• Think the MacArthur Maze is bad now? Wait until the construction starts. Heads up commuters, Caltrans is planning a major rebuild of the MacArthur Maze that may require parts of the heavily traveled East Bay interchange to be shut down for months, with some traffic rerouted onto surface streets. “It’s pretty big, probably running a close second to the building of the eastern span of the Bay Bridge,” said Caltrans spokeswoman Chiconda Davis.
  • Oft-flooded Highway 37 in Northern California eyed for locally directed long-term solutions. For the fourth time in three years, North Bay commuters faced delays and closures due to flooding along the western end of State Route 37. Starting on Feb. 13 runoff from heavy rains inundated portions of this highway near Novato Creek. The result was a four-day closure of a road which, even when bone dry, is a commuters’ nightmare. Six days later, the rains returned, and on Feb. 26, this major east-west commute route was submerged again. Westbound lanes were back open Saturday afternoon, days ahead of schedule.
  • Out in the desert. When working on one of the largest pavement rehabilitation projects in the history of the California Department of Transportation (Caltrans) on one of the busiest interstate highways in the U.S., any contractor is going to have their work cut out for them. Such was the task that Granite Construction was commissioned by Caltrans to complete along a 31.4-mile stretch of I-10 in Riverside County near the underpopulated Desert Center region back in May 2016.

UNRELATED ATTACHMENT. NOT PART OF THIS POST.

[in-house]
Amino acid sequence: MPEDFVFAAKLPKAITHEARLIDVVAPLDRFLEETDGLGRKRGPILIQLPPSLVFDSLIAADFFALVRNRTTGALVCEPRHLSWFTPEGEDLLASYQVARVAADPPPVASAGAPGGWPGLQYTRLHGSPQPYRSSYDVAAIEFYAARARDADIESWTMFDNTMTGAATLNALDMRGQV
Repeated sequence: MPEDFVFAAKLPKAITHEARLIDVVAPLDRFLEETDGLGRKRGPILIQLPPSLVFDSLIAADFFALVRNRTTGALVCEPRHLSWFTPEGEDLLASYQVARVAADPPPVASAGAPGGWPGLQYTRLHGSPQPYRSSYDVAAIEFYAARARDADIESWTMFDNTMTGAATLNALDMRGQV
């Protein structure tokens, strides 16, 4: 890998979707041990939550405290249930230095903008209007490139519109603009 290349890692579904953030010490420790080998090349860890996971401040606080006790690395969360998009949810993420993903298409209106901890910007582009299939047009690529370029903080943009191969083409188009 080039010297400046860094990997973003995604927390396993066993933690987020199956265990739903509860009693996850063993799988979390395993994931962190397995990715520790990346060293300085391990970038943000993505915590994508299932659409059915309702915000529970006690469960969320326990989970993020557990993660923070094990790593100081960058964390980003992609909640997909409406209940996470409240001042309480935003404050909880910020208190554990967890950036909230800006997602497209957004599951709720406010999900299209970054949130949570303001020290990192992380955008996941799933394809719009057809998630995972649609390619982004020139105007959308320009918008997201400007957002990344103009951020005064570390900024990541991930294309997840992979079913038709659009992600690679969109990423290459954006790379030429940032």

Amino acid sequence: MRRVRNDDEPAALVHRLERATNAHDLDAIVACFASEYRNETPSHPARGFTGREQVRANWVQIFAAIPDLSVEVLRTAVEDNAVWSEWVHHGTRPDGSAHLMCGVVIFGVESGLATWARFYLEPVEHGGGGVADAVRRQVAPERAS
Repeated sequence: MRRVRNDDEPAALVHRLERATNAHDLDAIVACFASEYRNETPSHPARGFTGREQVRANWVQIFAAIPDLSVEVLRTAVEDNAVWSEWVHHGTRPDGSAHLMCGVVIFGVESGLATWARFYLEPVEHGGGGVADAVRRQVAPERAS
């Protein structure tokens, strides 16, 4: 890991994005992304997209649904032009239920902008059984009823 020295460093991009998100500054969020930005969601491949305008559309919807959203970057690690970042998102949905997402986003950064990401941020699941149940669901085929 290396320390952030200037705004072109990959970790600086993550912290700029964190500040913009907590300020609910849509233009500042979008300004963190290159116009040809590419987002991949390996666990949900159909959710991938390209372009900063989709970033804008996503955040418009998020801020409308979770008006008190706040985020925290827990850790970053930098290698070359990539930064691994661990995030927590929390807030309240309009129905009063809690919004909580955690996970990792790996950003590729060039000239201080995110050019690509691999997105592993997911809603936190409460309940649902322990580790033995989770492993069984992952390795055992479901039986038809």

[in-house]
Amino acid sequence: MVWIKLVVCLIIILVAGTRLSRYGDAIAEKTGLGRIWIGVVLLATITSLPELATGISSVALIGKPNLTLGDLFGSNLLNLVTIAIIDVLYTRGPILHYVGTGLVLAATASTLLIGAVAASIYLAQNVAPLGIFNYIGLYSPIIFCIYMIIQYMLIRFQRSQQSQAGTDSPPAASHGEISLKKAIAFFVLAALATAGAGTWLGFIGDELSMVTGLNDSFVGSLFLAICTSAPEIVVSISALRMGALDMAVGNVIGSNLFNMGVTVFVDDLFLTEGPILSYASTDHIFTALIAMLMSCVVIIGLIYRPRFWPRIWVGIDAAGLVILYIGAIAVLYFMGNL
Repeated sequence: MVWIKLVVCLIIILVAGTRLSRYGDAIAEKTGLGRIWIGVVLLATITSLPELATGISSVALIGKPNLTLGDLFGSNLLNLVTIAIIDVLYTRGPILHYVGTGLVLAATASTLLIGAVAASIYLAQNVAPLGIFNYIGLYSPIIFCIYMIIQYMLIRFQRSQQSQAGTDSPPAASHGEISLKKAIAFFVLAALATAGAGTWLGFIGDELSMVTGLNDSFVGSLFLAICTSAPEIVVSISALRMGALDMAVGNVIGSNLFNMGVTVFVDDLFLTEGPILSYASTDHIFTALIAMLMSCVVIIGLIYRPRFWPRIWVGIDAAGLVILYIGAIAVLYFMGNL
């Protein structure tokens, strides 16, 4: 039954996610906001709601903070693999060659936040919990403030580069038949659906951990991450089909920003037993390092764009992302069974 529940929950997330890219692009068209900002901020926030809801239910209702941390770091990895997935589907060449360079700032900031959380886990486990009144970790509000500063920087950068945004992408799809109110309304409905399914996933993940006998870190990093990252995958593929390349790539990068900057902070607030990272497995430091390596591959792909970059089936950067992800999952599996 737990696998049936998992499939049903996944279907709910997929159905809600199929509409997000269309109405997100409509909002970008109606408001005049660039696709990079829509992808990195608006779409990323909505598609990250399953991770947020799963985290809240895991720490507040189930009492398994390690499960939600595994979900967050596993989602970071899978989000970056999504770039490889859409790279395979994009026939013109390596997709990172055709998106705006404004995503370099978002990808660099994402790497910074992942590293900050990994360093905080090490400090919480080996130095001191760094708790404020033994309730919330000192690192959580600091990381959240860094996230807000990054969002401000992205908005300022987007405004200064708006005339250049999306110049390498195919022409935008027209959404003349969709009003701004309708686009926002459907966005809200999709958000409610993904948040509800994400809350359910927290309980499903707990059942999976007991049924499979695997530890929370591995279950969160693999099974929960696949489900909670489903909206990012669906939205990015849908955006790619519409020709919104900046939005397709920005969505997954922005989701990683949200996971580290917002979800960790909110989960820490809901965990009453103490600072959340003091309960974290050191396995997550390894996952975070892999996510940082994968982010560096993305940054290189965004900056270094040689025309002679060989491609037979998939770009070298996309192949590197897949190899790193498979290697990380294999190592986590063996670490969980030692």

• Mile Marker: A Caltrans Performance Report, Winter 2019. TOC: Mile Markers | Retiring the Old Tires | Caltrans Adds Muscle for Heavier Workload | New Inspector General Keeps SB 1 Watch | Yearly Review Rates Condition of Highways | Caltrans’ Mantra: Do More, Use Less | Program Lays Groundwork for Big Projects | Route Signs Go Ground-Level | Science Drives Highway Solutions at Caltrans | Way Paved for High-Tech Snow Clearing | Mileposts | First Link of Safer Mojave Route Finished | Heading in the Right Direction | Brighter Outlook for Transportation Network | Investing in Habitat Protection | Signs of Fiery Times Ahead | State Plan Puts Rail Revival on Fast Track | Caltrans Easing Burden for ADA Travelers | From the Archives
  • Caltrans hosting Open House to discuss two bridge replacement projects. Caltrans is inviting the public to attend an Open House to discuss a bridge replacement project involving two bridges on Highway 101 along the Gaviota Coast.  Both the north and southbound bridges at the Refugio Road undercrossing, eight miles west of Goleta, need to be replaced.
  • REDDING TO ANDERSON SIX LANE PROJECT (RASL). The Redding to Anderson Six Lane Project is located on Interstate 5 in Shasta County. The $132M, Senate Bill 1 “RASL” Project is slated to be completed in three years. The project is a partnership with Shasta Regional Transportation Agency (SRTA), City of Anderson, and Shasta County. Construction will be carried on by contractor J.F. Shea Construction and a group of subcontractors.
  • January 14, 2019 Cajalco Road I-15 Interchange Project Construction Alert. Crews will work over several nights (weeks) to safely remove the steel beams (falsework) used
    to form the new Cajalco Rd Bridge.